• The interface.
Disk Interfaces
Different disk interfaces. Click for larger image. (Image:

There are two primary disk interfaces these days: SATA (on the left, above) and the newer M.2 (on the right). Almost all machines include SATA interfaces, whereas newer machines also include M.2 interfaces for SSDs in that form factor.

Once you’ve installed the drive in the appropriate type of enclosure (a screwdriver is the only tool you’ll need), you connect it via USB to any computer (and perhaps to power), and you’ll be able to access the data on it.

What you can’t do

I want to caution you about transferring software.

You can’t.

Any program that requires running a setup program to be installed on the old machine will need that setup program run again to install it on the new machine. This is not typically available on the hard disk you just moved — you’ll need to download the latest setup for the software you want2.

Similarly, this doesn’t work for Windows. Windows is configured for the specific hardware it’s used on. Your old machine’s configuration is different than your new machine’s. Even if you could copy it over somehow, it would be unlikely to work properly. Much like an application, Windows must be set up for the machine it will run on.

Do this

Whether you install the hard disk into a different computer or an external enclosure, you need to be comfortable opening up the old computer to disconnect and remove the drive. Then, depending on your choice, you’ll need to install the drive in its new home.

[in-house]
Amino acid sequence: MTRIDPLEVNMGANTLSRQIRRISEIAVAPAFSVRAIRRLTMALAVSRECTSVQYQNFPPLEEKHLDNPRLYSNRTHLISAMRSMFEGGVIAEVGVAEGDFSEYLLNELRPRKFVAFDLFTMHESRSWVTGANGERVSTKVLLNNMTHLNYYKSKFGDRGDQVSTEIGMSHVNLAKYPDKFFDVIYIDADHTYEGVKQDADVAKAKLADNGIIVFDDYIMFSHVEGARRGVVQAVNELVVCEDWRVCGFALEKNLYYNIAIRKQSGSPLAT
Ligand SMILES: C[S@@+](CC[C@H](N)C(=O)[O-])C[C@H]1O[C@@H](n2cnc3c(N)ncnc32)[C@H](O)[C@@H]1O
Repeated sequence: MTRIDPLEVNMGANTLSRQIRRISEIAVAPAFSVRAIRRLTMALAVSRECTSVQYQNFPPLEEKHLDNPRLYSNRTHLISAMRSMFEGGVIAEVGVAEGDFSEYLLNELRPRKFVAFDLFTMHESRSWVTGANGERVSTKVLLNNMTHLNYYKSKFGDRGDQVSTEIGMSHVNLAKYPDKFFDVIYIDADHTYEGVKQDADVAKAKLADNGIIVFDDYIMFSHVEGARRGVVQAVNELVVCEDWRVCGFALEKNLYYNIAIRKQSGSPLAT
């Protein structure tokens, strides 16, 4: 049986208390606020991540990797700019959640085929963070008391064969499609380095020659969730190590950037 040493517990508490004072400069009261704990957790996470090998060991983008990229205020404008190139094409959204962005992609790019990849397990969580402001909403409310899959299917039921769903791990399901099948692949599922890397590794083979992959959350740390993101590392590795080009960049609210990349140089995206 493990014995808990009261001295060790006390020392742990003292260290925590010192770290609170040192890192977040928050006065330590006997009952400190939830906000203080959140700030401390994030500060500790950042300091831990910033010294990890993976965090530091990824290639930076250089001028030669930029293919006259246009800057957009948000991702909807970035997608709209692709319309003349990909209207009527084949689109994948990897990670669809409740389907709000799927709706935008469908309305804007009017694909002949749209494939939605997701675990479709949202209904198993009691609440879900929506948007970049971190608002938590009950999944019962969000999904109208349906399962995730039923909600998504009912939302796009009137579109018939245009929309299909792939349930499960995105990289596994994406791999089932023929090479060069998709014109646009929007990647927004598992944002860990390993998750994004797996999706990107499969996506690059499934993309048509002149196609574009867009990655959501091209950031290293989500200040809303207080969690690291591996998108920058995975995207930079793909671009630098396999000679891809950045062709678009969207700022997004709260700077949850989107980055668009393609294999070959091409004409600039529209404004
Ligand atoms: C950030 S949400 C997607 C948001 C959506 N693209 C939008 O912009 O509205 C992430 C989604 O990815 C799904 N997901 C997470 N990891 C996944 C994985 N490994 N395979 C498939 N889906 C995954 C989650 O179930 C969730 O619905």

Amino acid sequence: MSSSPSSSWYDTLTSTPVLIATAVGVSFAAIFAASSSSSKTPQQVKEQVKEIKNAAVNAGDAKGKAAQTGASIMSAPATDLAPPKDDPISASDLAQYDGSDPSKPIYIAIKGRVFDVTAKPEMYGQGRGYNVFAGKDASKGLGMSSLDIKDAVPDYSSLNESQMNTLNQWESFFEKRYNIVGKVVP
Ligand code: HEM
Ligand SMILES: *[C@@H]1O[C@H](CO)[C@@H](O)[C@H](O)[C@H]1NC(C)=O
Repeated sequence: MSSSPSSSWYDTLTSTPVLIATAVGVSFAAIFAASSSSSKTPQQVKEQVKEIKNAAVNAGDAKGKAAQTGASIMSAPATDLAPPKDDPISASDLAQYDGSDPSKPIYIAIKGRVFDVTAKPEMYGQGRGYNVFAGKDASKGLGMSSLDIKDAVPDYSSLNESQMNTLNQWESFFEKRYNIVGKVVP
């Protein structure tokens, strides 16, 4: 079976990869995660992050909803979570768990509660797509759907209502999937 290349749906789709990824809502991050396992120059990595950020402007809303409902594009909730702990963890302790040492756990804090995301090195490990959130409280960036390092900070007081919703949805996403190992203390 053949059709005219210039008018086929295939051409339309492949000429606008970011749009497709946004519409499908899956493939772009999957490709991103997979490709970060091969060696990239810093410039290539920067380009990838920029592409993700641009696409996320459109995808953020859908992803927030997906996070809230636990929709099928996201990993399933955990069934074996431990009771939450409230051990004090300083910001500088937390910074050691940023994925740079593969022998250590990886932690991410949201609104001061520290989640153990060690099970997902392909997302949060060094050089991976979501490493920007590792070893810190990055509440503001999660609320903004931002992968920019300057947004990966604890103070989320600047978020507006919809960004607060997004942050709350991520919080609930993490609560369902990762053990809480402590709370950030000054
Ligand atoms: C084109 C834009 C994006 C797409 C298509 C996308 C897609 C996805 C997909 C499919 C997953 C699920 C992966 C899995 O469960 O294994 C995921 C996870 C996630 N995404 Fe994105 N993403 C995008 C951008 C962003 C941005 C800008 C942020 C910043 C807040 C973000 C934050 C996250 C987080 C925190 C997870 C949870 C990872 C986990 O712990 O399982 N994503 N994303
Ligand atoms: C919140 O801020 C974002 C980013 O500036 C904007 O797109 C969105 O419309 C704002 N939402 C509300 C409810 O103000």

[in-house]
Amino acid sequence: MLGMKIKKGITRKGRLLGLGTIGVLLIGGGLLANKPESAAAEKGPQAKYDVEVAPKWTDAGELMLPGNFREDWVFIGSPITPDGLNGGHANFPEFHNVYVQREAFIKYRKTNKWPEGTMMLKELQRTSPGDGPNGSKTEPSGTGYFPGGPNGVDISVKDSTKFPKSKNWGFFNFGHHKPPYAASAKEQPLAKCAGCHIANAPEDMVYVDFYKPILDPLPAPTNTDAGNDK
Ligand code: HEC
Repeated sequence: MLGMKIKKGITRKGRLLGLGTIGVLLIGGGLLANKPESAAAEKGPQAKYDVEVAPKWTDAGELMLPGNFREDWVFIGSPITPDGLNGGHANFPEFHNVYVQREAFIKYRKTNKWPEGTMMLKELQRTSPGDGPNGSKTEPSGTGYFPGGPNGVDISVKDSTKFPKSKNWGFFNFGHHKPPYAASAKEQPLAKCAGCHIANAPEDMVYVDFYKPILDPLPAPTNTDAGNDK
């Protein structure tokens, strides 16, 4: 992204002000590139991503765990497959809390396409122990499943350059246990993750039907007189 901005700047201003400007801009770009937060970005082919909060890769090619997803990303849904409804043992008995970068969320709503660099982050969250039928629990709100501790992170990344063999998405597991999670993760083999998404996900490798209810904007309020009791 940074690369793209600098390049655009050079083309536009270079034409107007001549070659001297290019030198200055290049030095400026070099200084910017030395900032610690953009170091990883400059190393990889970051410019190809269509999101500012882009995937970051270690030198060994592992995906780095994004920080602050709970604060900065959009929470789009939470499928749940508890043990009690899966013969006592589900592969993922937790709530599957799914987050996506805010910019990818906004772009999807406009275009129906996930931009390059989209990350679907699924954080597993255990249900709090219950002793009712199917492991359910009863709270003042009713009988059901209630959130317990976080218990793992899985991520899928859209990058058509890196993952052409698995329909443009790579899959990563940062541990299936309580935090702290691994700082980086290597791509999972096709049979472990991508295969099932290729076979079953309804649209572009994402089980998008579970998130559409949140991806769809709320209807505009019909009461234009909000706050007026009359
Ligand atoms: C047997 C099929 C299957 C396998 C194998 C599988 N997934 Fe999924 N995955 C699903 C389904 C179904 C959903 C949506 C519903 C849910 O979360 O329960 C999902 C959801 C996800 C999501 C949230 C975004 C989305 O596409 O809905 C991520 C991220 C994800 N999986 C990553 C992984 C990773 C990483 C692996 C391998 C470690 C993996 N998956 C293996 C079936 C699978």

If that sounds like too much, perhaps it’s time to find a technician (or at least a techie friend).

It’s usually a fairly quick and easy operation for someone who knows what they’re doing.

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Footnotes & References

1: Or third if there are already two, or fourth if there are three, etc.

2: Rarely is the setup program left on the old machine. Even if it is, it’s rarely in a state that would allow you to just run it and set up the program elsewhere. You need to re-download it or find your original installation media.

31 comments on “Can I Move My Old Hard Drive to My New Computer to Transfer Data?”

  1. This is a great article! As a technician, I have been doing this procedure for over 30 years for various customers. Today, I shred the link to this page for someone far away, who wants the easiest and quickest way to move her files from an old drive to a new computer. I also included a Youtube link that shows the exact procedure: [link removed, content was removed from YouTube]

  2. Leo –

    Hi. New portable external hard drives are pretty cheap nowadays. However, I would consider converting an internal hard drive to an external hard drive if the internal drive, which came from an old computer that utilized only the slow 2.0 USB connection, can be transformed into an external drive that utilizes the faster 3.0 USB connection.

    1. Is this conversion to a faster USB connection possible?

    2. Which hardware (enclosure, interface, cable, etc.) is it that makes this faster connection possible?

    3. Will a different driver be required? If so, will it be difficult to acquire?